The Reserve Bank of India has set the limits for Ways and Means Advances (WMA) to Rs. 75000 crore for the first half of the financial year 2019-20.
- As and when the government of India utilises 75% of the WMA limit, the central bank would activate fresh floatation of market loans.
- The rate of interest issued on the Ways and Means Advances (WMA) will be Repo Rate while the overdraft will exceed the Repo Rate by flat 2%. The WMA needs to be vacated after 90 days.
- Based on an objective framework, the RBI retains the flexibility to alter the WMA limit in future after consultation with the Indian Government.
What is Ways and Means advances (WMA)?
Ways and Means advances, guided under Section 17(5) of the RBI Act, 1934 are temporary loan facilities or overdrafts that are extended to the government (both central and the state) by the central bank of India.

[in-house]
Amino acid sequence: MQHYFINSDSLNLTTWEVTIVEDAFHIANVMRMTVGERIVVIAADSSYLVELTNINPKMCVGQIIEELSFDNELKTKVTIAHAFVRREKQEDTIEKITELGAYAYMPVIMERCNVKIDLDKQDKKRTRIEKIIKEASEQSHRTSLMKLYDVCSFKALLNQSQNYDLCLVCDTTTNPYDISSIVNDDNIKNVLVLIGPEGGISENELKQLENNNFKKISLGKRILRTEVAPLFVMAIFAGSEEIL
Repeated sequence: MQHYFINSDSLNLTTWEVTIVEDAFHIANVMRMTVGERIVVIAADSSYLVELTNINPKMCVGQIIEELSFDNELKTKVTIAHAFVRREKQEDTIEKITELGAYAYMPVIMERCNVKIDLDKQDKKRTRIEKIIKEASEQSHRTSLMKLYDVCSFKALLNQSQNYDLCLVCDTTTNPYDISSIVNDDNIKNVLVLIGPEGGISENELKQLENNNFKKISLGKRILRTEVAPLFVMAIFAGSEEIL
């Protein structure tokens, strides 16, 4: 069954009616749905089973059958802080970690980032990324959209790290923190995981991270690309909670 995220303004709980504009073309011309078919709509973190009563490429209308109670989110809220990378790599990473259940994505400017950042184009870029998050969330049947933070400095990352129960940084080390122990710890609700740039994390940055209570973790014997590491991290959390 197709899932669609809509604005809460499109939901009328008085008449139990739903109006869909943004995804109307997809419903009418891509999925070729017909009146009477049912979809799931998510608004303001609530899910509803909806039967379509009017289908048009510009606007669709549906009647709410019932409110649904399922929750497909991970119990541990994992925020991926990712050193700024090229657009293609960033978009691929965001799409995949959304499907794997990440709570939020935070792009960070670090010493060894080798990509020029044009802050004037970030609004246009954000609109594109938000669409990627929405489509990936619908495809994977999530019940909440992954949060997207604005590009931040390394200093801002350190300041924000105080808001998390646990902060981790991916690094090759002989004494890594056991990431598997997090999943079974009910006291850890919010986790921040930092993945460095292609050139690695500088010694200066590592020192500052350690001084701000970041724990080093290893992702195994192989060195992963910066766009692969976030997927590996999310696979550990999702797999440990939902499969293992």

i. The WMA helps the government to sail through the times of temporary discrepancies in the cash flow of the expenditure and receipts.
ii. The WMA scheme was introduced in 1997.
iii. There are 2 types of WMA. The RBI has limits for WMA for each individual state. This limit is in multiples of the minimum balance that the RBI needs to maintain with that state. The 2 types of WMA are listed as follows:
- Normal WMA: Normal WMA are clean advances.
- Special WMA: Special WMA are secured advances that are provided against the collateral of the central government’s securities held by the state government.
What is Repo Rate?
Repo Rate is the rate that the RBI sets for lending money to commercial banks during the shortage of funds or cash crunch. It is used by the Reserve Bank of India to keep a check on inflation.